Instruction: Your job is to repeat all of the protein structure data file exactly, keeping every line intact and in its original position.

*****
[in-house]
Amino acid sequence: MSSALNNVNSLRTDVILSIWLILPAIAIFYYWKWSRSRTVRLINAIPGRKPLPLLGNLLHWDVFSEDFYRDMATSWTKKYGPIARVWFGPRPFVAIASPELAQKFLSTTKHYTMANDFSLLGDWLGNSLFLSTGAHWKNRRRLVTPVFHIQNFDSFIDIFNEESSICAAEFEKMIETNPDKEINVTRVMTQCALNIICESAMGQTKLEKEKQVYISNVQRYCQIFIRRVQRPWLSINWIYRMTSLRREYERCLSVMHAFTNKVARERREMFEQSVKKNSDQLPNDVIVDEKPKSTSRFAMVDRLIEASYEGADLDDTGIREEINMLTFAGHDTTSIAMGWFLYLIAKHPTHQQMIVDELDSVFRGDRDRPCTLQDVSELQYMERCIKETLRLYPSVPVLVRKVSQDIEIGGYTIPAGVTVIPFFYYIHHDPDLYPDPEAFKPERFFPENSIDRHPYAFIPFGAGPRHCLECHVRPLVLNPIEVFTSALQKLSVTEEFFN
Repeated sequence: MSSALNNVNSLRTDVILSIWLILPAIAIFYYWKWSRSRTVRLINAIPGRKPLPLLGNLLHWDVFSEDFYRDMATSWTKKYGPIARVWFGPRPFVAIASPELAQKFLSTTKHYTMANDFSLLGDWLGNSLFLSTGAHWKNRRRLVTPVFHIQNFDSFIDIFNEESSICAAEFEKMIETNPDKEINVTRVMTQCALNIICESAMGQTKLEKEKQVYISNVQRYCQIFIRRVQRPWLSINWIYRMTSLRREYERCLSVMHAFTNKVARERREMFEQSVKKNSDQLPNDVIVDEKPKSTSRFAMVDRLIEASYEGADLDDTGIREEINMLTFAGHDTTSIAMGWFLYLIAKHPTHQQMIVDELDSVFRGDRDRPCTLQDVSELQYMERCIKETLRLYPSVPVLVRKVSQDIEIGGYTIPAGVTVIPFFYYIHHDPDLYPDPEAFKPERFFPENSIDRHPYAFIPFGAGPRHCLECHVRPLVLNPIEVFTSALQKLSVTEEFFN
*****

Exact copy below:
[in-house]
Amino acid sequence: MSSALNNVNSLRTDVILSIWLILPAIAIFYYWKWSRSRTVRLINAIPGRKPLPLLGNLLHWDVFSEDFYRDMATSWTKKYGPIARVWFGPRPFVAIASPELAQKFLSTTKHYTMANDFSLLGDWLGNSLFLSTGAHWKNRRRLVTPVFHIQNFDSFIDIFNEESSICAAEFEKMIETNPDKEINVTRVMTQCALNIICESAMGQTKLEKEKQVYISNVQRYCQIFIRRVQRPWLSINWIYRMTSLRREYERCLSVMHAFTNKVARERREMFEQSVKKNSDQLPNDVIVDEKPKSTSRFAMVDRLIEASYEGADLDDTGIREEINMLTFAGHDTTSIAMGWFLYLIAKHPTHQQMIVDELDSVFRGDRDRPCTLQDVSELQYMERCIKETLRLYPSVPVLVRKVSQDIEIGGYTIPAGVTVIPFFYYIHHDPDLYPDPEAFKPERFFPENSIDRHPYAFIPFGAGPRHCLECHVRPLVLNPIEVFTSALQKLSVTEEFFN
Repeated sequence: MSSALNNVNSLRTDVILSIWLILPAIAIFYYWKWSRSRTVRLINAIPGRKPLPLLGNLLHWDVFSEDFYRDMATSWTKKYGPIARVWFGPRPFVAIASPELAQKFLSTTKHYTMANDFSLLGDWLGNSLFLSTGAHWKNRRRLVTPVFHIQNFDSFIDIFNEESSICAAEFEKMIETNPDKEINVTRVMTQCALNIICESAMGQTKLEKEKQVYISNVQRYCQIFIRRVQRPWLSINWIYRMTSLRREYERCLSVMHAFTNKVARERREMFEQSVKKNSDQLPNDVIVDEKPKSTSRFAMVDRLIEASYEGADLDDTGIREEINMLTFAGHDTTSIAMGWFLYLIAKHPTHQQMIVDELDSVFRGDRDRPCTLQDVSELQYMERCIKETLRLYPSVPVLVRKVSQDIEIGGYTIPAGVTVIPFFYYIHHDPDLYPDPEAFKPERFFPENSIDRHPYAFIPFGAGPRHCLECHVRPLVLNPIEVFTSALQKLSVTEEFFN